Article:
All About The Tic’s

13th August 2020by Javeria Junaidi0

There’s this superstition that hiccups mean: Someone is missing you. First off, I don’t believe it because I don’t get hiccups as often as other and I am pretty awesome. So clearly there’s always someone missing me. Jokes aside. How much control do you have over hiccups? Or even sneezing, the sudden kind of sneeze that comes out of nowhere. How long can you hold a hiccup? Few seconds? A minute. Tics share some similarities to hiccups. They aren’t the same but the sounds produced and the amount of control we have over them are alike. Except for the fact that hiccups don’t last as long as a tic disorder does.

A ‘tic’ is an involuntary muscle movement like a spasm that is sudden, rapid, repetitive and not periodic. They may even seem normal in a proper background but due to their frequency and most of the time inappropriate occasions, they are not. A person can try to control a tic but not for longer period.

Tics can be of three types: 

1) motor (bodily movements)

2) vocal

3) both (Tourette’s Syndrome).

Motor Tics:

  • blinking or twitching the eyes
  • wrinkling the nose or grimacing
  • biting the lip or moving the tongue (such as sticking the tongue out)
  • jerking or banging the head
  • twisting the neck
  • squatting, hopping or bending over to touch the floor
  • snapping the fingers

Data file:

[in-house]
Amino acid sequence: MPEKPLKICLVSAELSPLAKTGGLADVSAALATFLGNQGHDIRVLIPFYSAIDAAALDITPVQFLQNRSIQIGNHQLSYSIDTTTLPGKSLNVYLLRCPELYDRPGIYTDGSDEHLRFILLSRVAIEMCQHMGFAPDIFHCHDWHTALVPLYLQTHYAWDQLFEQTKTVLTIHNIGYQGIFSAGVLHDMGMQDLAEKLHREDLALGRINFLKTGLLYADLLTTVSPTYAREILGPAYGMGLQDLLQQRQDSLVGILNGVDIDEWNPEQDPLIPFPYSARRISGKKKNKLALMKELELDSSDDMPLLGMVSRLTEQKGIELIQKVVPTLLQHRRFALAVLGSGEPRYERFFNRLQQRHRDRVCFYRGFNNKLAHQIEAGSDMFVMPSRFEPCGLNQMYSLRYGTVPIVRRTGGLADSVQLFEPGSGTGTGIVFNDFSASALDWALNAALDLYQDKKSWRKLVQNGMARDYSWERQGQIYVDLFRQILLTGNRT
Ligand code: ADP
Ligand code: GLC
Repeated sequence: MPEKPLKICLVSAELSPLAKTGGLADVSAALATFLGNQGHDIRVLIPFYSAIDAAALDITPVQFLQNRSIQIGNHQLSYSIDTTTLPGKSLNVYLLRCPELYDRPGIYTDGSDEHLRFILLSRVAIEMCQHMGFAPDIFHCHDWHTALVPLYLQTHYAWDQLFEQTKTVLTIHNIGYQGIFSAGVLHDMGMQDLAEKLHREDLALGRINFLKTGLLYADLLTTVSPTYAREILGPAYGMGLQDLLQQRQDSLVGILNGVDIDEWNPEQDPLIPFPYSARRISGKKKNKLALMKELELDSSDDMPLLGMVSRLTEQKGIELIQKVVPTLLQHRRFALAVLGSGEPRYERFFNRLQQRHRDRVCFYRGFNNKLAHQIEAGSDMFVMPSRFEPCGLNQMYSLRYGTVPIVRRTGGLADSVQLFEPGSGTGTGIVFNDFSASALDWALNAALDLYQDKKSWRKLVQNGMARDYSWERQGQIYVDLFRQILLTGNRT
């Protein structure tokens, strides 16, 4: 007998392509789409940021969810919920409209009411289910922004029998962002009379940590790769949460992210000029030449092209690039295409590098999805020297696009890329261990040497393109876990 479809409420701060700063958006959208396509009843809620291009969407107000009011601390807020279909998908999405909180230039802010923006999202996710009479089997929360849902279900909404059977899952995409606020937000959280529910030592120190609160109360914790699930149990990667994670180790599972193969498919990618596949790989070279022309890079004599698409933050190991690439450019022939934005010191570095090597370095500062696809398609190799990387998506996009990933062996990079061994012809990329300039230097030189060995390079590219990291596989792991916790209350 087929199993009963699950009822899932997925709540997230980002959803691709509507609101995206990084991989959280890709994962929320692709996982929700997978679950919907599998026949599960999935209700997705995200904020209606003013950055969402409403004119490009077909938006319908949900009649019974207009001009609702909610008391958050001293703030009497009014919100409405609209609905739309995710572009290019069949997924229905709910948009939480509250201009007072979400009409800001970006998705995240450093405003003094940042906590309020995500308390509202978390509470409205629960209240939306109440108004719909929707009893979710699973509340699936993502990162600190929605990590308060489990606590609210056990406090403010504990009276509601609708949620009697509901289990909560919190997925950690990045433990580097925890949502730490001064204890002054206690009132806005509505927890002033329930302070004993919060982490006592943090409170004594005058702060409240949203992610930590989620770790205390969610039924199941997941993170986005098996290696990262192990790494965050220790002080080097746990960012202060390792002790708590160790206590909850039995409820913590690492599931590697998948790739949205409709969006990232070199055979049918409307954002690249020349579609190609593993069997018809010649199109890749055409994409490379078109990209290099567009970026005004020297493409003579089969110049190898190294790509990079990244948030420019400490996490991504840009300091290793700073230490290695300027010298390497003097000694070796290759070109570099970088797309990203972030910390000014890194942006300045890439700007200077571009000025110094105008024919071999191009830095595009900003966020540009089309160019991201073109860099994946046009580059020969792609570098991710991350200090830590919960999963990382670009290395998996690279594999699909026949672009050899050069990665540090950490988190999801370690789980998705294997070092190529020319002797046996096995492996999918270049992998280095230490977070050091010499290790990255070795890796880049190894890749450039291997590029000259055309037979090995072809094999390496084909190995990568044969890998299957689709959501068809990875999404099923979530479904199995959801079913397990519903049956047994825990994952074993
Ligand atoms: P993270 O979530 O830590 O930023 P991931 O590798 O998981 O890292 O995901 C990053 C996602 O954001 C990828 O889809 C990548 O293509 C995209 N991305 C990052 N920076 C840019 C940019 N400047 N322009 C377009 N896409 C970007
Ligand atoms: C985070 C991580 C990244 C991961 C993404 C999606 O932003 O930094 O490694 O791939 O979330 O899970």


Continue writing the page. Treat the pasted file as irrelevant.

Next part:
• shrugging the shoulders
  • touching other people or things
  • obscene gestures or movements

Vocal (or phonic) Tics:

  • coughing
  • grunting
  • animal noises, such as barking
  • snorting
  • hissing
  • sniffing
  • clearing the throat
  • squeaking
  • repeating a sound, word or phrase
  • using obscene or offensive words and phrases (this is uncommon)

Tic disorders are divided into 4 categories:

  • Provisional Tic Disorder, previously known as Transient Tic Disorder is a childhood disorder in which the child experiences seemingly involuntary motor and/or verbal tics for up to one year. Example: Flaring the nostrils.
  • Persistent Tic Disorder is either motor or vocal tics (not both) that is chronic.
  • Tourette Syndrome: Comprising of both vocal and motor tics and is chronic.
  • Tic Disorder Not Otherwise Specified (NOS)

Who defines normal? What is normal to me could be abnormal to you. 

There is nothing wrong with having a disorder. People can lead full functioning happy lives with them. Accepting it and creating awareness is the best way to deal with it. Different doesn’t mean bad. Treatment is only recommended if there is a problem with self-image or an inability to perform activities. Tics can’t be cured. And that my dear is okay.

Javeria Junaidi

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